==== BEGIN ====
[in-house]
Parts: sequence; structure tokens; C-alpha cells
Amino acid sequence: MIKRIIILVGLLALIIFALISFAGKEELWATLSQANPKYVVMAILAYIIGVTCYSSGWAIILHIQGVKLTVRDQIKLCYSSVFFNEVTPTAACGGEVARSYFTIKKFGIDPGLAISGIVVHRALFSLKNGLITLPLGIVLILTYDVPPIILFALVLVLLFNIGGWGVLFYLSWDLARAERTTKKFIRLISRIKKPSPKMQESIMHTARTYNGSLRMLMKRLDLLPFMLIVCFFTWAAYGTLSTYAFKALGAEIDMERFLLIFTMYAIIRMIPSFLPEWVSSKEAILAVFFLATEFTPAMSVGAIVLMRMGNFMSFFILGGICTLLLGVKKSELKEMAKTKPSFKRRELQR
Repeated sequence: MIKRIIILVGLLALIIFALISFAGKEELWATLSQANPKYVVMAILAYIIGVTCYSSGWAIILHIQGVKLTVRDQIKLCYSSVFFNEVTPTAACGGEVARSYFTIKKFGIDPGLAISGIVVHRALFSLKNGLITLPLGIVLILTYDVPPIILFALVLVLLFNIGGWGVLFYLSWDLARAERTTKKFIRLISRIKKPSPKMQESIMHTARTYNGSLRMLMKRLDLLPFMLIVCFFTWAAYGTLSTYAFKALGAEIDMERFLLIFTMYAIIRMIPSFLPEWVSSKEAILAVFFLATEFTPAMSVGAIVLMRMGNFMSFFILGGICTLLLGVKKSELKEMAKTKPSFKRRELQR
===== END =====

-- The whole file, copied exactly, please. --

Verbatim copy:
[in-house]
Parts: sequence; structure tokens; C-alpha cells
Amino acid sequence: MIKRIIILVGLLALIIFALISFAGKEELWATLSQANPKYVVMAILAYIIGVTCYSSGWAIILHIQGVKLTVRDQIKLCYSSVFFNEVTPTAACGGEVARSYFTIKKFGIDPGLAISGIVVHRALFSLKNGLITLPLGIVLILTYDVPPIILFALVLVLLFNIGGWGVLFYLSWDLARAERTTKKFIRLISRIKKPSPKMQESIMHTARTYNGSLRMLMKRLDLLPFMLIVCFFTWAAYGTLSTYAFKALGAEIDMERFLLIFTMYAIIRMIPSFLPEWVSSKEAILAVFFLATEFTPAMSVGAIVLMRMGNFMSFFILGGICTLLLGVKKSELKEMAKTKPSFKRRELQR
Repeated sequence: MIKRIIILVGLLALIIFALISFAGKEELWATLSQANPKYVVMAILAYIIGVTCYSSGWAIILHIQGVKLTVRDQIKLCYSSVFFNEVTPTAACGGEVARSYFTIKKFGIDPGLAISGIVVHRALFSLKNGLITLPLGIVLILTYDVPPIILFALVLVLLFNIGGWGVLFYLSWDLARAERTTKKFIRLISRIKKPSPKMQESIMHTARTYNGSLRMLMKRLDLLPFMLIVCFFTWAAYGTLSTYAFKALGAEIDMERFLLIFTMYAIIRMIPSFLPEWVSSKEAILAVFFLATEFTPAMSVGAIVLMRMGNFMSFFILGGICTLLLGVKKSELKEMAKTKPSFKRRELQR